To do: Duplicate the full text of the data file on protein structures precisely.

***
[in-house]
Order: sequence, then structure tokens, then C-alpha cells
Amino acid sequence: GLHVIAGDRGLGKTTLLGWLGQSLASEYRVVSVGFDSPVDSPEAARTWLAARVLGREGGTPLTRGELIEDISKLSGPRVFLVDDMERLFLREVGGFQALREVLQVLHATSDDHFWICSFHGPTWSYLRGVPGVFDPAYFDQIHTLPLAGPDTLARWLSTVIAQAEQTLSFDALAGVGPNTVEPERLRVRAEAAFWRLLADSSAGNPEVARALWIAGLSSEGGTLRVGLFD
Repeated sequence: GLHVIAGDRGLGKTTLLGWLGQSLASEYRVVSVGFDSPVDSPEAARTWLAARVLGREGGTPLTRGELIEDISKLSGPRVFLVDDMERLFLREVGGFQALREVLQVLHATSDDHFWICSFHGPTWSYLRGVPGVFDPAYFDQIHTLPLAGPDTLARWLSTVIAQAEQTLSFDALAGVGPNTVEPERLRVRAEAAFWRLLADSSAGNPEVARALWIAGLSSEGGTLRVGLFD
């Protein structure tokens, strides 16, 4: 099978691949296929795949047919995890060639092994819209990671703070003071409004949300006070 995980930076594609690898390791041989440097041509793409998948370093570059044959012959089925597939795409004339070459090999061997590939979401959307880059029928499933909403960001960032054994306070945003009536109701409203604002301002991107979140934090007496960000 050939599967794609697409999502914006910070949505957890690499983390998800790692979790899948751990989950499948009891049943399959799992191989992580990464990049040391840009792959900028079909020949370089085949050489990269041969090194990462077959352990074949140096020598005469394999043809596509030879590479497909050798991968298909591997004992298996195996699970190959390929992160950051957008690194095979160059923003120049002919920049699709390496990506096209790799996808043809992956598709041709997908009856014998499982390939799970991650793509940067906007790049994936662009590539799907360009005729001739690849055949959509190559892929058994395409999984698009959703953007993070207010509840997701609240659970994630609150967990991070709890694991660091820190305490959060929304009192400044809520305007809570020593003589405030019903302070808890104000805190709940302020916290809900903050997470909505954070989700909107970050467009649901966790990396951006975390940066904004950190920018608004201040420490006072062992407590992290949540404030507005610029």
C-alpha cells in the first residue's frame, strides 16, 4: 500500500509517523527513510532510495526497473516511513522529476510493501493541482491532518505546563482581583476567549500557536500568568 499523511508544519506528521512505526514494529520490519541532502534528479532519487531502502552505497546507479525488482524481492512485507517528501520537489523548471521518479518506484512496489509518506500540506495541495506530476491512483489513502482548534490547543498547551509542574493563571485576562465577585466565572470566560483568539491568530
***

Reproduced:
[in-house]
Order: sequence, then structure tokens, then C-alpha cells
Amino acid sequence: GLHVIAGDRGLGKTTLLGWLGQSLASEYRVVSVGFDSPVDSPEAARTWLAARVLGREGGTPLTRGELIEDISKLSGPRVFLVDDMERLFLREVGGFQALREVLQVLHATSDDHFWICSFHGPTWSYLRGVPGVFDPAYFDQIHTLPLAGPDTLARWLSTVIAQAEQTLSFDALAGVGPNTVEPERLRVRAEAAFWRLLADSSAGNPEVARALWIAGLSSEGGTLRVGLFD
Repeated sequence: GLHVIAGDRGLGKTTLLGWLGQSLASEYRVVSVGFDSPVDSPEAARTWLAARVLGREGGTPLTRGELIEDISKLSGPRVFLVDDMERLFLREVGGFQALREVLQVLHATSDDHFWICSFHGPTWSYLRGVPGVFDPAYFDQIHTLPLAGPDTLARWLSTVIAQAEQTLSFDALAGVGPNTVEPERLRVRAEAAFWRLLADSSAGNPEVARALWIAGLSSEGGTLRVGLFD
């Protein structure tokens, strides 16, 4: 099978691949296929795949047919995890060639092994819209990671703070003071409004949300006070 995980930076594609690898390791041989440097041509793409998948370093570059044959012959089925597939795409004339070459090999061997590939979401959307880059029928499933909403960001960032054994306070945003009536109701409203604002301002991107979140934090007496960000 050939599967794609697409999502914006910070949505957890690499983390998800790692979790899948751990989950499948009891049943399959799992191989992580990464990049040391840009792959900028079909020949370089085949050489990269041969090194990462077959352990074949140096020598005469394999043809596509030879590479497909050798991968298909591997004992298996195996699970190959390929992160950051957008690194095979160059923003120049002919920049699709390496990506096209790799996808043809992956598709041709997908009856014998499982390939799970991650793509940067906007790049994936662009590539799907360009005729001739690849055949959509190559892929058994395409999984698009959703953007993070207010509840997701609240659970994630609150967990991070709890694991660091820190305490959060929304009192400044809520305007809570020593003589405030019903302070808890104000805190709940302020916290809900903050997470909505954070989700909107970050467009649901966790990396951006975390940066904004950190920018608004201040420490006072062992407590992290949540404030507005610029």
C-alpha cells in the first residue's frame, strides 16, 4: 500500500509517523527513510532510495526497473516511513522529476510493501493541482491532518505546563482581583476567549500557536500568568 499523511508544519506528521512505526514494529520490519541532502534528479532519487531502502552505497546507479525488482524481492512485507517528501520537489523548471521518479518506484512496489509518506500540506495541495506530476491512483489513502482548534490547543498547551509542574493563571485576562465577585466565572470566560483568539491568530